In detailing our support of the CBRA, the letter points out the key ways in which the current consumer bankruptcy system can fail to provide effective relief and can shut people out because they cannot afford an attorney. Adam's recent post discusses research about substantial regional differences in the use of bankruptcy and the disparate use of chapter 13 by Black households--and the consequences of these differences on bankruptcy's uniformity and on access to justice. The CBRA will simplify the filing process, reduce fees, and address racial and gender disparities. Its new chapter 10 will allow people to address their most pressing concerns, whether that be keeping homes, keeping cars, staying in rental property, or discharging debts. It also provides for a discharge of student loan debt. And it addresses debt collection in bankruptcy cases by expanding the FDCPA and giving the CFPB some supervision and enforcement authority in consumer bankruptcy cases.

Importantly, as noted at the end of the letter, the new single chapter is not a free ride. People who can pay will not be able to walk away from their obligations. Overall, the CBRA will address systemic issues and other problems that plague the current consumer bankruptcy system. Find the full letter from law professors here.

Update on Churches Filing Chapter 11 Bankruptcy

posted by Pamela Foohey

As parts of the country are counting ballots, I thought I'd post about counting church chapter 11 cases. The headlines about churches and other religious organizations filing chapter 11 still focus predominately -- almost exclusively -- on Catholic Diocese filings. As of June 2020, 27 Catholic religious organizations have filed chapter 11, as detailed on a site put together by Professor Marie Reilly. But Catholic religious organizations' filings are a very small sliver of churches filing bankruptcy, as my prior research has shown. The last time that I updated my count of religious organization chapter 11 cases was at the end of 2017, and the last time I updated denominations and demographics of the congregations that file was in 2013. Since then, I've continued to track religious organizations' chapter 11 filings, using the same methodology, through the end of 2019.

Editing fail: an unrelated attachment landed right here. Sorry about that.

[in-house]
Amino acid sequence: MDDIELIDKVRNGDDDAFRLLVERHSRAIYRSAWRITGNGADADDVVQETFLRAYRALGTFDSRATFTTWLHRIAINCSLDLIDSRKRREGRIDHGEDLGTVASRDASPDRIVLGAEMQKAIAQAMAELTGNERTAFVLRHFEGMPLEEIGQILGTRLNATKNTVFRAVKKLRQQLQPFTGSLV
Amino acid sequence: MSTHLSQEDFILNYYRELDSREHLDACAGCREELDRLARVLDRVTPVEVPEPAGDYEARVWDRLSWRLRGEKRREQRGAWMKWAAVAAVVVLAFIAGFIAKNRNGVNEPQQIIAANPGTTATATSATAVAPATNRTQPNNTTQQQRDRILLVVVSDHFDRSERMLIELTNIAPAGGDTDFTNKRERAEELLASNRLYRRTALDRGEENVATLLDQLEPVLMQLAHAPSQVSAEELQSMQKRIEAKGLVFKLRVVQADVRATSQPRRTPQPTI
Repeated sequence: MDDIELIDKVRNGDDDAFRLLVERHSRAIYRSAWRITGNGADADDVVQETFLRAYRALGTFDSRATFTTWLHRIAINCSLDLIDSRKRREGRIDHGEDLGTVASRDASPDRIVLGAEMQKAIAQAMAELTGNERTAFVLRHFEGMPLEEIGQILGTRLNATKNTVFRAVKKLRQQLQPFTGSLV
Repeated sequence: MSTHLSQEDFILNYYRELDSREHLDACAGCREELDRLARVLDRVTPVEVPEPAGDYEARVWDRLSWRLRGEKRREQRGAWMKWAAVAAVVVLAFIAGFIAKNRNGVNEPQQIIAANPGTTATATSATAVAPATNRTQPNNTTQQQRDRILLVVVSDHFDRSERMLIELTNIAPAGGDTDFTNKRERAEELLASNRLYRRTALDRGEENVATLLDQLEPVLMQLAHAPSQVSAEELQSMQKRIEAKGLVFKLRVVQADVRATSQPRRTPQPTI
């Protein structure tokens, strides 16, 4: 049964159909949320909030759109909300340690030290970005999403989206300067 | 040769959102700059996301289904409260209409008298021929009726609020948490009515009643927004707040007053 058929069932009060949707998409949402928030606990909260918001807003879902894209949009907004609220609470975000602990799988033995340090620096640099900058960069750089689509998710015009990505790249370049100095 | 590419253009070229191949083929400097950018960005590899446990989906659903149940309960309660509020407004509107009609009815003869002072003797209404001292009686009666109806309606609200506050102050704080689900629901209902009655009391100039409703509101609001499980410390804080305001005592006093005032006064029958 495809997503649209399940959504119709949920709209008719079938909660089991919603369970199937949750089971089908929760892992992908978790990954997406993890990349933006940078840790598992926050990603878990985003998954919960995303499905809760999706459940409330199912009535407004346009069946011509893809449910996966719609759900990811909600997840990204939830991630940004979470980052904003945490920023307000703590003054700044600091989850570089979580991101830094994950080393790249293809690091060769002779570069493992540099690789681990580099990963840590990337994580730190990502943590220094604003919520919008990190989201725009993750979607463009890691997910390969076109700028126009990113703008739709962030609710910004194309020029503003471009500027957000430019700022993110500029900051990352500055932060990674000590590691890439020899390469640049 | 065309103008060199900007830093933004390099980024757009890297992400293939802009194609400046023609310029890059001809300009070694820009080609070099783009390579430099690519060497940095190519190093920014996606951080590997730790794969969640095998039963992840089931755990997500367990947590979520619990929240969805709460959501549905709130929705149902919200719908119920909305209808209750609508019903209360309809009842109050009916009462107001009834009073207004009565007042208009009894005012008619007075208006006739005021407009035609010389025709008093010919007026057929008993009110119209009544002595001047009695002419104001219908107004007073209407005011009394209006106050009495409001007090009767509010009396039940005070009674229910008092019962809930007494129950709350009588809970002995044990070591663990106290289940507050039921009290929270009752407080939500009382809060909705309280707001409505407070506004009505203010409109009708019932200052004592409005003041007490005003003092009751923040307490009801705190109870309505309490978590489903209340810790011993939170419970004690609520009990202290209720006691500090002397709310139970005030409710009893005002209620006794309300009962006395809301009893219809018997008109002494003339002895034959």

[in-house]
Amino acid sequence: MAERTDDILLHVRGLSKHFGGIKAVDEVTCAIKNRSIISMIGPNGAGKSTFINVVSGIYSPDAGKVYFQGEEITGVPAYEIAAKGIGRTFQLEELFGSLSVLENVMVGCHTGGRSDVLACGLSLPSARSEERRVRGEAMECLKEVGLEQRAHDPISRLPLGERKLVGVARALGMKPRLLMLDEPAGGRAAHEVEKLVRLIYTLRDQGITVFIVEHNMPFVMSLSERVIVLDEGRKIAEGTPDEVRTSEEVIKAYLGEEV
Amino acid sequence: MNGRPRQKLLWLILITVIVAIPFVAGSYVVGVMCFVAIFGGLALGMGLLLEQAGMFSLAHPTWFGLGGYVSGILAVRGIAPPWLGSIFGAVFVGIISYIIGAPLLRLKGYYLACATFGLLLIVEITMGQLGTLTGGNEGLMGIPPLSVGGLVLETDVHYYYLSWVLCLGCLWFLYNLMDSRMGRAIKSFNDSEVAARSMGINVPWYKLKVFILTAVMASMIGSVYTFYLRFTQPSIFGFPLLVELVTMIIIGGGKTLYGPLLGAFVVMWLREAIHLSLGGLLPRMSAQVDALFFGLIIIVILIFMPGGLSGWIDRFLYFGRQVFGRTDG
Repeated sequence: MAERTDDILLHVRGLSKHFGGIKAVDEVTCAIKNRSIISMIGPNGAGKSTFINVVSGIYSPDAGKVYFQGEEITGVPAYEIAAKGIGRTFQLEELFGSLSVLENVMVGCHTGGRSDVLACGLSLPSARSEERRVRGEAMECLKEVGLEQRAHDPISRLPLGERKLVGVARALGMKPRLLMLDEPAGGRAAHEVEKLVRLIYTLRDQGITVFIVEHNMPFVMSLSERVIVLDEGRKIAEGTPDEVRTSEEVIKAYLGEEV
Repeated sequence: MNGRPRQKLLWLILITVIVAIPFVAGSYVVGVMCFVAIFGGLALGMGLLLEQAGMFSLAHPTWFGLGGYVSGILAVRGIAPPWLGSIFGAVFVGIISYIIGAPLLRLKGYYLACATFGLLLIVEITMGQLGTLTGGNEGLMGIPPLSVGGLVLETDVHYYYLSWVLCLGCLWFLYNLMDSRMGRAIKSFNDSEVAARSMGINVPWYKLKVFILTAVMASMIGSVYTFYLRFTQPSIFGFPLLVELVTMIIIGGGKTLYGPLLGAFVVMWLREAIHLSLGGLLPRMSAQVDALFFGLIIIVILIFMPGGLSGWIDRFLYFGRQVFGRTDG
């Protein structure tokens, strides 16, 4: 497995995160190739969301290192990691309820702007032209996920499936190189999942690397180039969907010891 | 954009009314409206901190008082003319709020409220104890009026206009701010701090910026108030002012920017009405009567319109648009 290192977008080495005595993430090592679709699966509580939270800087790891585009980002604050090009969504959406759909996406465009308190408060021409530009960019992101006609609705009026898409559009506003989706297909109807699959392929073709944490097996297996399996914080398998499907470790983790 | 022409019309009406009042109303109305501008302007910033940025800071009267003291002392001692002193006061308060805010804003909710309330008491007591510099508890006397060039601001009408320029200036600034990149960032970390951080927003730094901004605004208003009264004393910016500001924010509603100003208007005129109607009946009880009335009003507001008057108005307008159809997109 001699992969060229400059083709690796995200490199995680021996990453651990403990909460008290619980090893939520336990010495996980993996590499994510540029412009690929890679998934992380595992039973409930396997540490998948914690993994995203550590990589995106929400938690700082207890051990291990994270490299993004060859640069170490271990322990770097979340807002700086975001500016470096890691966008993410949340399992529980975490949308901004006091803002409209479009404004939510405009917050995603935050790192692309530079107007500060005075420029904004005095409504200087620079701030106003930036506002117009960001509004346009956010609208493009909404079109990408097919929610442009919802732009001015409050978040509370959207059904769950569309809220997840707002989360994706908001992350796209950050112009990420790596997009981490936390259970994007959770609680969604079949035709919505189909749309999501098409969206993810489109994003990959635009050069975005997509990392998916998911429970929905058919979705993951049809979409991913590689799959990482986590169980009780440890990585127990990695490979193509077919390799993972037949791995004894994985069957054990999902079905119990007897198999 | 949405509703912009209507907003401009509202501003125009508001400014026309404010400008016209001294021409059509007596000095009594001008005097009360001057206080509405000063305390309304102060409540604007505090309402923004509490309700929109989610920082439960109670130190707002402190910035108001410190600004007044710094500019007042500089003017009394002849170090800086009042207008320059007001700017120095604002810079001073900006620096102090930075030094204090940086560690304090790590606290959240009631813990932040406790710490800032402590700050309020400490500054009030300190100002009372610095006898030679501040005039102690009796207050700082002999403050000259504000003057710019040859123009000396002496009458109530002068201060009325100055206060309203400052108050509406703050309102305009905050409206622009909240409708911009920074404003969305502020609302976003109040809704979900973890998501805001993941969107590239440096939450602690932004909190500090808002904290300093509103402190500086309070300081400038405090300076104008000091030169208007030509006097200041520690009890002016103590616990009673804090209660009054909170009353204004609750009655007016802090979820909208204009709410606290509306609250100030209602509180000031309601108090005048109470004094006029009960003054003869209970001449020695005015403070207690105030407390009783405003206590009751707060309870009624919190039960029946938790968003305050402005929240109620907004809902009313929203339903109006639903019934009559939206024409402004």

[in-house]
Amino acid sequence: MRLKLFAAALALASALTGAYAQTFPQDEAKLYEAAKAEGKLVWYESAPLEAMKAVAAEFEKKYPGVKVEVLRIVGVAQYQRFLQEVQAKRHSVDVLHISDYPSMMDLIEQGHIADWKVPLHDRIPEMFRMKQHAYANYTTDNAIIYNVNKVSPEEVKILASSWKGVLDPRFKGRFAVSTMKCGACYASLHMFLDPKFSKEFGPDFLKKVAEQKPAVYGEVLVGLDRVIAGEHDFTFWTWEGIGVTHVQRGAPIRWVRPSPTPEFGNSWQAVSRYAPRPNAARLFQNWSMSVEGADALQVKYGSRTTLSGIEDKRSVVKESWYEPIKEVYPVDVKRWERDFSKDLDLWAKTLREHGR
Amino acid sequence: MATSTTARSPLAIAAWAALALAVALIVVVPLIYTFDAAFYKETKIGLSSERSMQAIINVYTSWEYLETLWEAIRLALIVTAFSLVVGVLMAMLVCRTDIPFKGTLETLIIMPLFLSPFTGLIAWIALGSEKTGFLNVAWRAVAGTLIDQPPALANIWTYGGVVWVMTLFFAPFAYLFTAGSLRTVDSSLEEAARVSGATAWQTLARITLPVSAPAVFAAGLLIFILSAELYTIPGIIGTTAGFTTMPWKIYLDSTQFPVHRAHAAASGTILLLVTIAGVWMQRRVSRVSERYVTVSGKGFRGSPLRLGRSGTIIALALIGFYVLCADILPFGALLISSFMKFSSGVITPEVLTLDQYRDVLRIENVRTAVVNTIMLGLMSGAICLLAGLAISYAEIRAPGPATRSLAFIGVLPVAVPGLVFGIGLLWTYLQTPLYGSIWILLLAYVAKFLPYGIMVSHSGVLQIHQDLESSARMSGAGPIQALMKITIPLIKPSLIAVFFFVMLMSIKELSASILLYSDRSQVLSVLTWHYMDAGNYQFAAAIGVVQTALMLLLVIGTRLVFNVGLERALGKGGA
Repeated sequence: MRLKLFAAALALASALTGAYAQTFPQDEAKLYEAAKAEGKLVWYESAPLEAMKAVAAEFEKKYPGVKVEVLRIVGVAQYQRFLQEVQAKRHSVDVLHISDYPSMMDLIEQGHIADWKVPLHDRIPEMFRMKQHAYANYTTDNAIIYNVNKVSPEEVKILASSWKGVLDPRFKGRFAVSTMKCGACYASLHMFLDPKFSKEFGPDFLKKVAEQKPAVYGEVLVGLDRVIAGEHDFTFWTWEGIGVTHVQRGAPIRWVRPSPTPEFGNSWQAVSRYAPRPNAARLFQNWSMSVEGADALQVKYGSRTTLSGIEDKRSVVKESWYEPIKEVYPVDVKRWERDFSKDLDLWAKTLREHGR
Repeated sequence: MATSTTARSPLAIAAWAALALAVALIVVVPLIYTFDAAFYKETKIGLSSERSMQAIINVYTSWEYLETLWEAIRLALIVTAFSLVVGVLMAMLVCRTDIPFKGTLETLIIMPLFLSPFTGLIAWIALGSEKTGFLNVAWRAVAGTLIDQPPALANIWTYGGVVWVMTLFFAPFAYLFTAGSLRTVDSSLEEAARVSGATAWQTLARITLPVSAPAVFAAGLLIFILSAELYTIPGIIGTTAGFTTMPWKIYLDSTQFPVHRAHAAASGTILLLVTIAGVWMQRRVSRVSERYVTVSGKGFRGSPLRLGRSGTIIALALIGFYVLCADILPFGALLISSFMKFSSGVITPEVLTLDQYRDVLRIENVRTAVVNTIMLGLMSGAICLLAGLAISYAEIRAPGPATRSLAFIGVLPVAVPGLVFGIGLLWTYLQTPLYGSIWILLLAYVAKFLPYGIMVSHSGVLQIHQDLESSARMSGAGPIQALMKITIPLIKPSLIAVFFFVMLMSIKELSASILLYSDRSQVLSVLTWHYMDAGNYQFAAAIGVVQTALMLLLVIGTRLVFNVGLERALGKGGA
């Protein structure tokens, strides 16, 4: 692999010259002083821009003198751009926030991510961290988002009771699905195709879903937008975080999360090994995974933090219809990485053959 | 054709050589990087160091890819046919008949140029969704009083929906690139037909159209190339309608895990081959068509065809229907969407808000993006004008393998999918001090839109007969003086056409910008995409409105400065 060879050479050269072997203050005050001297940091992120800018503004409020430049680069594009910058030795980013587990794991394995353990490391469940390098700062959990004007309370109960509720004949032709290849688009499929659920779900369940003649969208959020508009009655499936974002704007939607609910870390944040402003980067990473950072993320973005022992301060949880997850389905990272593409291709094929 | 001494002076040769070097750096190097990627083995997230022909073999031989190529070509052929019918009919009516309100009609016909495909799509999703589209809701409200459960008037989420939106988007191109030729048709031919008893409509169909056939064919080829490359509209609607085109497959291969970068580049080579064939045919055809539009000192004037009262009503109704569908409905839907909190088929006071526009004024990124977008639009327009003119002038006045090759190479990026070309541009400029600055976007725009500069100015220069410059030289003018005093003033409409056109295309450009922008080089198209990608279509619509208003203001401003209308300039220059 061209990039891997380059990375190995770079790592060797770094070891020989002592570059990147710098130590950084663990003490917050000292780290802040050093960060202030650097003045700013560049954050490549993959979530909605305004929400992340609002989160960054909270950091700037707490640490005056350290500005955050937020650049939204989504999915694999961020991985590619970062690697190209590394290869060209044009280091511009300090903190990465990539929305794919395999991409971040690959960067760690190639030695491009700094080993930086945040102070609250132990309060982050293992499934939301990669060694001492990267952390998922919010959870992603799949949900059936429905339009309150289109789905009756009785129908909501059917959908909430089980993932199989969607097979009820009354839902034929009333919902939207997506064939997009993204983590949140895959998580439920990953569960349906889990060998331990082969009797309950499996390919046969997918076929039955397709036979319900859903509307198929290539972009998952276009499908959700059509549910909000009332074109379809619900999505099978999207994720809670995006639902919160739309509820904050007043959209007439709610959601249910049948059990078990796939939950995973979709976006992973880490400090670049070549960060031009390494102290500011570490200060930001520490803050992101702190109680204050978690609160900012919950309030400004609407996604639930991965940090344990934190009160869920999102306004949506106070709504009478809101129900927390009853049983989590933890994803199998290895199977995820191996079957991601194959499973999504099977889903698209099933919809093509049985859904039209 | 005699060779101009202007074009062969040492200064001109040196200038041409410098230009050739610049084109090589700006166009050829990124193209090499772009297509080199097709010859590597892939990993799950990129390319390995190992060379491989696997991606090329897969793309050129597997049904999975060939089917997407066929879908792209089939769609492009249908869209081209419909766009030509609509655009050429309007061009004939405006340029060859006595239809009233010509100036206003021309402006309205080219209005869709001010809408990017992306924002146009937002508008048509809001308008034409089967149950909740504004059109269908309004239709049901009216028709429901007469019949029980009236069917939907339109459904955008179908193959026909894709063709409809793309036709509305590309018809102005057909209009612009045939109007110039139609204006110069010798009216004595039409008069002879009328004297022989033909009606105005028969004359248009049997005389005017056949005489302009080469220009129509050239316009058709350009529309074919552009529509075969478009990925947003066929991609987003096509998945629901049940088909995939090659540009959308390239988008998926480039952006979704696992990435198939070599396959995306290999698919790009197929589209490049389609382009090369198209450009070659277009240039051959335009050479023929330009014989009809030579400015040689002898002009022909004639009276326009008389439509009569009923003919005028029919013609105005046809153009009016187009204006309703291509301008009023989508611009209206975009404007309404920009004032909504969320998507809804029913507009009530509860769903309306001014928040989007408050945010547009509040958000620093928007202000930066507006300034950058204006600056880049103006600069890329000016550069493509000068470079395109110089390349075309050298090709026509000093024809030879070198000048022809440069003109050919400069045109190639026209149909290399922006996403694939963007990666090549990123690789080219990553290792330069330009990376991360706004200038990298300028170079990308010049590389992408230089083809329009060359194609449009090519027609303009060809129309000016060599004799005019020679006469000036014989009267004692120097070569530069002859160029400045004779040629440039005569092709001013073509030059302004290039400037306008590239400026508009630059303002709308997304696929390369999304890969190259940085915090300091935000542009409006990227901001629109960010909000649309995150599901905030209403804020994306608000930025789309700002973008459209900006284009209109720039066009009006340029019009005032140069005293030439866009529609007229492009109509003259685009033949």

Preliminary results are in. Highlights: churches, synagogues, mosques, and other religious organizations are still filing bankruptcy, and the denominations and demographics of the congregations that filed have remained basically the same.*

RI Ch 11 Thru 2019As shown on the graph to the right, between 2014 and 2019, an average of 59 religious organizations filed chapter 11 each year.** This is lower than the average of 87 cases between 2006 and 2013 that I've previously reported, but it is consistent with a decline and leveling off of consumer bankruptcy filings overall during this period. As I've noted, in the past, religious organization chapter 11 filings tracked personal bankruptcy filings, not business bankruptcy filings. This continues to be true.

Find tables with congregation denominations and demographics, and some more detailed discussion after the jump.

Continue reading "Update on Churches Filing Chapter 11 Bankruptcy" »

Taub's New Book on White Collar Crime (and its connection to bankruptcy)

posted by Pamela Foohey

Big Dirty MoneyI just finished Professor Jennifer Taub's new book, Big Dirty Money: The Shocking Injustice and Unseen Cost of White Collar Crime. The book has been out for a couple weeks and it's already receiving rave reviews. I'm a bit late to the party. But I wanted to add my praise to the chorus. And add a shout out to bankruptcy's place in the dealing with the cost of white collar crime. Taub's introduction starts with three quick examples: the Sackler family, Pacific Gas & Electric, and General Motors. The examples aren't about their bankruptcy cases. They are about actions prior to their chapter 11 filings which had to be worked out in bankruptcy. As I read, I thought -- that ended in bankruptcy, so did that, and, yep, bankruptcy for that one too. Taub's book, of course, is not about bankruptcy. But if you're interested in white collar crime backstories of some headliner bankruptcy filings, this book will help make those connections. And it will elucidate the big business of white collar crime in a captivating read. In short, highly recommended.

Bankruptcy, Credit, and Finance Panels at Upcoming AALS Meeting

posted by Pamela Foohey